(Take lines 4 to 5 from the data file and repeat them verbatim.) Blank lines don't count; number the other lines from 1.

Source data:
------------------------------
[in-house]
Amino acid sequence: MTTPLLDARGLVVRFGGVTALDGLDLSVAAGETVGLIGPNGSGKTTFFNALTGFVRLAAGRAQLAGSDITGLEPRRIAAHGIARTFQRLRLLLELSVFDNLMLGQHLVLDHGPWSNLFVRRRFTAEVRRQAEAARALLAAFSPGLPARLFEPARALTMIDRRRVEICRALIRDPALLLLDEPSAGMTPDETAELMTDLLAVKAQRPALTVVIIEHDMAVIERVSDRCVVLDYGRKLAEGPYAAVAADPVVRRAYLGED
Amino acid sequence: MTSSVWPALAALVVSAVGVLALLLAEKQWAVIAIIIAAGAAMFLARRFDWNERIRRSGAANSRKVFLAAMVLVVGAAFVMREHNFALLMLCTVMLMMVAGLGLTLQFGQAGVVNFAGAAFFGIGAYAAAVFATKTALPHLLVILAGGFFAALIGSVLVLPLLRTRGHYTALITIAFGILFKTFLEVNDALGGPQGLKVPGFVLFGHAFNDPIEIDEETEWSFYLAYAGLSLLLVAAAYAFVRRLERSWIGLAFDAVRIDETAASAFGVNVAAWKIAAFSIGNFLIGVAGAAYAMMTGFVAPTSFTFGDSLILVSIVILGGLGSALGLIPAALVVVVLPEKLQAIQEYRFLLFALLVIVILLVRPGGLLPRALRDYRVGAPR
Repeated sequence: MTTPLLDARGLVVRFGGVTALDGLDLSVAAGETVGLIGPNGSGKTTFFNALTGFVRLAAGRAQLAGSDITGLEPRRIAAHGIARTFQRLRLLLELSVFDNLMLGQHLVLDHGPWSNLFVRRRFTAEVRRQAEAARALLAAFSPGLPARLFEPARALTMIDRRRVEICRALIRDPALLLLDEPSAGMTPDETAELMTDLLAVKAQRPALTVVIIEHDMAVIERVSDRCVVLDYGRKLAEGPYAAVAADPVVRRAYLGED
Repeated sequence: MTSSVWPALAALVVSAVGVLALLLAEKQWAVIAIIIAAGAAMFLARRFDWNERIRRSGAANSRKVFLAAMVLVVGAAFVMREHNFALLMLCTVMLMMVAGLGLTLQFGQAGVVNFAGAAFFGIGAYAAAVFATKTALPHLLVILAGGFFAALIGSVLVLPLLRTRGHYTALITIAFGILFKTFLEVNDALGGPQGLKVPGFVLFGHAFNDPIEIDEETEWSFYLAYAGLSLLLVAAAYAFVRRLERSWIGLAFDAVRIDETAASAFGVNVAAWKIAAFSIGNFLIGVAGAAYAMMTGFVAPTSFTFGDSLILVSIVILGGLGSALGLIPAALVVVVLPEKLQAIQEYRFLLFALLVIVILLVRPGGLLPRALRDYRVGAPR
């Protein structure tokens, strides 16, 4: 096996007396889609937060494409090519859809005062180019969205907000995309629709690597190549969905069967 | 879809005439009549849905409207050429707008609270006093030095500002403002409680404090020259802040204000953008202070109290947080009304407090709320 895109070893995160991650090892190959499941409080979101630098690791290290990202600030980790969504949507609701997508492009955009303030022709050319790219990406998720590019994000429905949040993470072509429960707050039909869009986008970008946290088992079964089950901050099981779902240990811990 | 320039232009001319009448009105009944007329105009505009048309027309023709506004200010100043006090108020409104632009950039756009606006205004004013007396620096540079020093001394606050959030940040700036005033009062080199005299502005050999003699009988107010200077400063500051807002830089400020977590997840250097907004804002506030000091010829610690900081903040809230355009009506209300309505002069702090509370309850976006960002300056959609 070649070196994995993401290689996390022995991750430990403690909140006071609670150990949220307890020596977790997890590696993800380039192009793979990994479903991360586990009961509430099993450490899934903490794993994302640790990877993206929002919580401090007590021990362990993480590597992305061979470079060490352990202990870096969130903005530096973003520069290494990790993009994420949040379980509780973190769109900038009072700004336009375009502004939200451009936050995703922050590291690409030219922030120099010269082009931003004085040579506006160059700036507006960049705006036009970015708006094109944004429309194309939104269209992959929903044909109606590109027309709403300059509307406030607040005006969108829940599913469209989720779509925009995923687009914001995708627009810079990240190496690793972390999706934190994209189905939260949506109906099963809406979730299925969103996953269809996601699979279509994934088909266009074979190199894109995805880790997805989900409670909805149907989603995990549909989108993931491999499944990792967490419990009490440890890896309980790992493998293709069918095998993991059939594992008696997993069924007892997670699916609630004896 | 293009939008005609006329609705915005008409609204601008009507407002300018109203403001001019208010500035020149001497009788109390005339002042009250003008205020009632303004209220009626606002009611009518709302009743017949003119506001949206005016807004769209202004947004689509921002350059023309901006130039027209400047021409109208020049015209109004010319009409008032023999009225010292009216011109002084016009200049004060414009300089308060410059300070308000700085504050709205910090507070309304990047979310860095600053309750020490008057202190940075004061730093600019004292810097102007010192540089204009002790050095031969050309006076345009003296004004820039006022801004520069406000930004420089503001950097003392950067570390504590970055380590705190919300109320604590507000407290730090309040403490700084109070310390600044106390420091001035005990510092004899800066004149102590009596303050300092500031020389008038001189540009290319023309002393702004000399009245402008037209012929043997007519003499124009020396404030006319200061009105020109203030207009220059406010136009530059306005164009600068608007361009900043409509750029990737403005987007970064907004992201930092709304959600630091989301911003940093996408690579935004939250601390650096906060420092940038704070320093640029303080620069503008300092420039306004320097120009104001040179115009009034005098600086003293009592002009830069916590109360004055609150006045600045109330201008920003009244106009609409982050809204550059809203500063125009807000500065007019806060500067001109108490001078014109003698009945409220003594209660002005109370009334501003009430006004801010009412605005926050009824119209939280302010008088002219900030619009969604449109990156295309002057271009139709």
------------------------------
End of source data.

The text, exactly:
Repeated sequence: MTTPLLDARGLVVRFGGVTALDGLDLSVAAGETVGLIGPNGSGKTTFFNALTGFVRLAAGRAQLAGSDITGLEPRRIAAHGIARTFQRLRLLLELSVFDNLMLGQHLVLDHGPWSNLFVRRRFTAEVRRQAEAARALLAAFSPGLPARLFEPARALTMIDRRRVEICRALIRDPALLLLDEPSAGMTPDETAELMTDLLAVKAQRPALTVVIIEHDMAVIERVSDRCVVLDYGRKLAEGPYAAVAADPVVRRAYLGED
Repeated sequence: MTSSVWPALAALVVSAVGVLALLLAEKQWAVIAIIIAAGAAMFLARRFDWNERIRRSGAANSRKVFLAAMVLVVGAAFVMREHNFALLMLCTVMLMMVAGLGLTLQFGQAGVVNFAGAAFFGIGAYAAAVFATKTALPHLLVILAGGFFAALIGSVLVLPLLRTRGHYTALITIAFGILFKTFLEVNDALGGPQGLKVPGFVLFGHAFNDPIEIDEETEWSFYLAYAGLSLLLVAAAYAFVRRLERSWIGLAFDAVRIDETAASAFGVNVAAWKIAAFSIGNFLIGVAGAAYAMMTGFVAPTSFTFGDSLILVSIVILGGLGSALGLIPAALVVVVLPEKLQAIQEYRFLLFALLVIVILLVRPGGLLPRALRDYRVGAPR